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Bail-in vs. Bailout: a False Dilemma?

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Abstract

This paper analyzes the effects of bail-in policies on banks’ funding cost, incentives for loan monitoring, and financing capacity. In a model with moral hazard and two investment stages, a full bail-in turns out to be, ex post, the first-best policy to deal with failing banks. As a consequence, however, investors expect bail-ins rather than bailouts. Ex ante, this raises banks’ cost of debt and depresses bankers’ incentives to monitor. When moral hazard is severe, this time inconsistency leads to a credit market collapse unless the government pre-commits to an alternative resolution policy. The optimal policy is either a combination of bail-in and bailout or liquidation, depending on the severity of moral hazard and the shadow cost of the partial bailout.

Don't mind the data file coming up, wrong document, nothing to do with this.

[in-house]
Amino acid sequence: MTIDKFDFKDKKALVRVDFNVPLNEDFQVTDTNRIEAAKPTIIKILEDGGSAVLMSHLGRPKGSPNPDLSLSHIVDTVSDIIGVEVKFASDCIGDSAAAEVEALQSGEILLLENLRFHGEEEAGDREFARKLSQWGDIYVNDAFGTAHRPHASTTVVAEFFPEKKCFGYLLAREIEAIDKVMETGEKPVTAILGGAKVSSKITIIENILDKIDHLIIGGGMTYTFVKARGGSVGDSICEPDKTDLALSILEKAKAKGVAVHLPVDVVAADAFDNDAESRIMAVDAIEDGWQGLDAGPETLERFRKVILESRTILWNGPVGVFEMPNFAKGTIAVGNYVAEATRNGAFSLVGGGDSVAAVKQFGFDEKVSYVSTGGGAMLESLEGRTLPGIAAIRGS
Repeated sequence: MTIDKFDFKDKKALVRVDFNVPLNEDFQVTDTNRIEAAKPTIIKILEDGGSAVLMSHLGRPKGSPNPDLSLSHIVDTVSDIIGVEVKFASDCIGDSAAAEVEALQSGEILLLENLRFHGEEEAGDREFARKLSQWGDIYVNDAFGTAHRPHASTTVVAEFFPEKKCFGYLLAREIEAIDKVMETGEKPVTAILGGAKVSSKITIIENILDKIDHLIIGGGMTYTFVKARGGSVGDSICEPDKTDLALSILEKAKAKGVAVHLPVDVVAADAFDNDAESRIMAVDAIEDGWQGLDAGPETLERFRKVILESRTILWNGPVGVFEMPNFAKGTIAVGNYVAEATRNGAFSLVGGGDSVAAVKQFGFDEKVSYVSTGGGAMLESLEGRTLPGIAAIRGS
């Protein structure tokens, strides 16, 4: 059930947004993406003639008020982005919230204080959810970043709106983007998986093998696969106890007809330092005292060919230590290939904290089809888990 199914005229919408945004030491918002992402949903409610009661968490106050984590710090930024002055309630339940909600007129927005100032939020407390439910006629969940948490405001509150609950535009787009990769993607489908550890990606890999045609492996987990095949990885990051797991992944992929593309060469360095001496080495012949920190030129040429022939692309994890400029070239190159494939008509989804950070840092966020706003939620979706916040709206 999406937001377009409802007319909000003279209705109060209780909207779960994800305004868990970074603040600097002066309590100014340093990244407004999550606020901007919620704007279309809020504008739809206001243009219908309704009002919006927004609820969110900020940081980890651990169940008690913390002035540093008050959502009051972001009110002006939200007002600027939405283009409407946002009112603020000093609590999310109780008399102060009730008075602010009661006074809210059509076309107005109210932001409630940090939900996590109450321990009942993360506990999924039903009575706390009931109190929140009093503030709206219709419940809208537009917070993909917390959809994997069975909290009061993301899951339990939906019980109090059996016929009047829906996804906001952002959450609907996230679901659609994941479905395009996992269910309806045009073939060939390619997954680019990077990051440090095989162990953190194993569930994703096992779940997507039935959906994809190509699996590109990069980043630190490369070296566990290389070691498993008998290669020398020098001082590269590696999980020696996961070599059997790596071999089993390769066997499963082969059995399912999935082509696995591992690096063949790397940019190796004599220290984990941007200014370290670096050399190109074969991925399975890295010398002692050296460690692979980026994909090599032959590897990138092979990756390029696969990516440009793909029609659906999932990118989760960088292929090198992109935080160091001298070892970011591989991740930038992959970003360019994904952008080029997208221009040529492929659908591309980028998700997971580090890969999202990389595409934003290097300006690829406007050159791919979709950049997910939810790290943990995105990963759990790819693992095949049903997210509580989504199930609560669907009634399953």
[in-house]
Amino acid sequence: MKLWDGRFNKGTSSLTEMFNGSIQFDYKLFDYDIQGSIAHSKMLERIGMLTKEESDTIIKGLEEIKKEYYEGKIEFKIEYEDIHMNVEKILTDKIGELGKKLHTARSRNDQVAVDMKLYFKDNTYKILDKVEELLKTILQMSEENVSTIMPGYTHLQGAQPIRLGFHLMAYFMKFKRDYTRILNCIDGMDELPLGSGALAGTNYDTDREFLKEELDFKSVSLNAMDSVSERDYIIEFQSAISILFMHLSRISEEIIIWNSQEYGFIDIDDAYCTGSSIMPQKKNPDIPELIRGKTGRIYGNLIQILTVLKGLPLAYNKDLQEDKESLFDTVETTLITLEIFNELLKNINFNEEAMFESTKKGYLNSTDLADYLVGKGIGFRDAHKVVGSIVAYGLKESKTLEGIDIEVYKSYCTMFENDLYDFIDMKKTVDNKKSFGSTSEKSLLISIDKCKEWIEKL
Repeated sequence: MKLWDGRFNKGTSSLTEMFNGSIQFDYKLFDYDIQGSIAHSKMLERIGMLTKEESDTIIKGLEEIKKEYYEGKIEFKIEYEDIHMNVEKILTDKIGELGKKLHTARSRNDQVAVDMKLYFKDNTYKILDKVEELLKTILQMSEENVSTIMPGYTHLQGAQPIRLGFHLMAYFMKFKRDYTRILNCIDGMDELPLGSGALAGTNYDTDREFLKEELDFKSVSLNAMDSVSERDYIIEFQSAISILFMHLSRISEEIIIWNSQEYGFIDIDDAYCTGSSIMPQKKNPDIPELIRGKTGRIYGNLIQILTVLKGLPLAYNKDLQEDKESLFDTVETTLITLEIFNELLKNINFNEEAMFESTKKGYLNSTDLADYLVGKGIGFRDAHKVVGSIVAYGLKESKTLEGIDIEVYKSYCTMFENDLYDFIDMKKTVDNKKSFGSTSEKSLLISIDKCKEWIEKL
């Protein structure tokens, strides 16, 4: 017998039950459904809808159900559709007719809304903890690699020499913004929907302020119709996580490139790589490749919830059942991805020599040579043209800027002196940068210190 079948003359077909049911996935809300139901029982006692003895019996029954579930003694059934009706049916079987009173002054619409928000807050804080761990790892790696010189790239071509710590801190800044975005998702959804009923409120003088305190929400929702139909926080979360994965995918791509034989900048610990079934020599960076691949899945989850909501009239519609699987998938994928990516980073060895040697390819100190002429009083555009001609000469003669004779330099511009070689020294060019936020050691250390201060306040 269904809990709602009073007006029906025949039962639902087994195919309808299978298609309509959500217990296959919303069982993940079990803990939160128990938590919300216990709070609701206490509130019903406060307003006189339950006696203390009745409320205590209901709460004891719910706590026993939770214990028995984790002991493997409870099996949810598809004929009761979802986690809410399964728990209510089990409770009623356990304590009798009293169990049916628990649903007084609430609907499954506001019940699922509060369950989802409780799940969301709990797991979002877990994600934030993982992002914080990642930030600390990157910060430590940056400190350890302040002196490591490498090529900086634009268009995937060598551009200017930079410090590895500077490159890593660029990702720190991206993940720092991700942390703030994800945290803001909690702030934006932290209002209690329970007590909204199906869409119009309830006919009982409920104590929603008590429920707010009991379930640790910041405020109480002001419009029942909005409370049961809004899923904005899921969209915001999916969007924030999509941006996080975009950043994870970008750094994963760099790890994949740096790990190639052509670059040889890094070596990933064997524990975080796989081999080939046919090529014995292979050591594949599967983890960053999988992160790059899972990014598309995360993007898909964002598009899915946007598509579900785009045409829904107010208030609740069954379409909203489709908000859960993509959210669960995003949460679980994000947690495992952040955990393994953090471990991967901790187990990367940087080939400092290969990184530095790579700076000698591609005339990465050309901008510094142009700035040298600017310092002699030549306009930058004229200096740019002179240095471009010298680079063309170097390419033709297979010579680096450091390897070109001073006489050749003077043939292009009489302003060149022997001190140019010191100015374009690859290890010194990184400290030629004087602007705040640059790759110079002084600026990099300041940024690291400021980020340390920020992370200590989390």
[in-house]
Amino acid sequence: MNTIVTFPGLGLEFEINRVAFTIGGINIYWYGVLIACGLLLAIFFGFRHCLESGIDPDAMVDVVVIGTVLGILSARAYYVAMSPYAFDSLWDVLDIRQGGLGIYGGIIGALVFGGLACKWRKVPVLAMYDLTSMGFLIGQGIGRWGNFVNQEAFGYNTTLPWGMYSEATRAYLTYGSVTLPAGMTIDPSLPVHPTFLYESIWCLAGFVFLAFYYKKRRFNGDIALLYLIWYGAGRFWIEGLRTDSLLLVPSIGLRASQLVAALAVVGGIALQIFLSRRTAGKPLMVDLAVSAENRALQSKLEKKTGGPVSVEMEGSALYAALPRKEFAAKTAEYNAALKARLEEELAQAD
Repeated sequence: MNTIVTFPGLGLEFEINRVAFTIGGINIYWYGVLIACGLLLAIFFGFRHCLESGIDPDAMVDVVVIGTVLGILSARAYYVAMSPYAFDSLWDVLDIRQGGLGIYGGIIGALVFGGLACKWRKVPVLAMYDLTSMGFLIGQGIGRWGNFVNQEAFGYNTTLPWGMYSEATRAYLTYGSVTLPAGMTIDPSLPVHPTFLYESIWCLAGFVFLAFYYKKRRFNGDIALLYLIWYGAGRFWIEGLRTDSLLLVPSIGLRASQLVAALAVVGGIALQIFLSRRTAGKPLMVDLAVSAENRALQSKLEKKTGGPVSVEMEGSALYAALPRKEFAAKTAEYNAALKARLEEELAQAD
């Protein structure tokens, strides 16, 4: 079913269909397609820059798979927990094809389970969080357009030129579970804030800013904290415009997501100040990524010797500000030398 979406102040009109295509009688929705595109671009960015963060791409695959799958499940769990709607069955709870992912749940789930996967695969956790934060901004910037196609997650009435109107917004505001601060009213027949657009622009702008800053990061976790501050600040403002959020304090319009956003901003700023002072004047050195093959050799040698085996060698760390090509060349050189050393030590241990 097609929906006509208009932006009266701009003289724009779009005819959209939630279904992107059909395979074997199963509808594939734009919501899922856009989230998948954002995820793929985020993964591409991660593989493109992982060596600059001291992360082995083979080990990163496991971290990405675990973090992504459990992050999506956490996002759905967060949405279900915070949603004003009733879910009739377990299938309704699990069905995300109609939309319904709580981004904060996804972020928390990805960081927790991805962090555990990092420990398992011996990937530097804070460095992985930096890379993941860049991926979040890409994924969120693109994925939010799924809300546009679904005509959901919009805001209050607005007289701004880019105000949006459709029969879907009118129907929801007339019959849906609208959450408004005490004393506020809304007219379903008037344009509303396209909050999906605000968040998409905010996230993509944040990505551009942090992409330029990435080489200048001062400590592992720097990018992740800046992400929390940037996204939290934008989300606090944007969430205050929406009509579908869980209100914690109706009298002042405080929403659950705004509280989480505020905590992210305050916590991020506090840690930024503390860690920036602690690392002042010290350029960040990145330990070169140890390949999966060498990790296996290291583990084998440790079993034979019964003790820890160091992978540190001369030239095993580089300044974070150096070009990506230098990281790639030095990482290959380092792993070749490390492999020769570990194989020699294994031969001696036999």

Suggested Citation

  • Lorenzo Pandolfi, 2018. "Bail-in vs. Bailout: a False Dilemma?," CSEF Working Papers 499, Centre for Studies in Economics and Finance (CSEF), University of Naples, Italy.
  • Handle: RePEc:sef:csefwp:499
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    More about this item

    Keywords

    bail-in; bailout; moral hazard; resolution policies; bank regulation.;

    JEL classification:

    • D82 - Microeconomics - - Information, Knowledge, and Uncertainty - - - Asymmetric and Private Information; Mechanism Design
    • E58 - Macroeconomics and Monetary Economics - - Monetary Policy, Central Banking, and the Supply of Money and Credit - - - Central Banks and Their Policies
    • G21 - Financial Economics - - Financial Institutions and Services - - - Banks; Other Depository Institutions; Micro Finance Institutions; Mortgages
    • G28 - Financial Economics - - Financial Institutions and Services - - - Government Policy and Regulation

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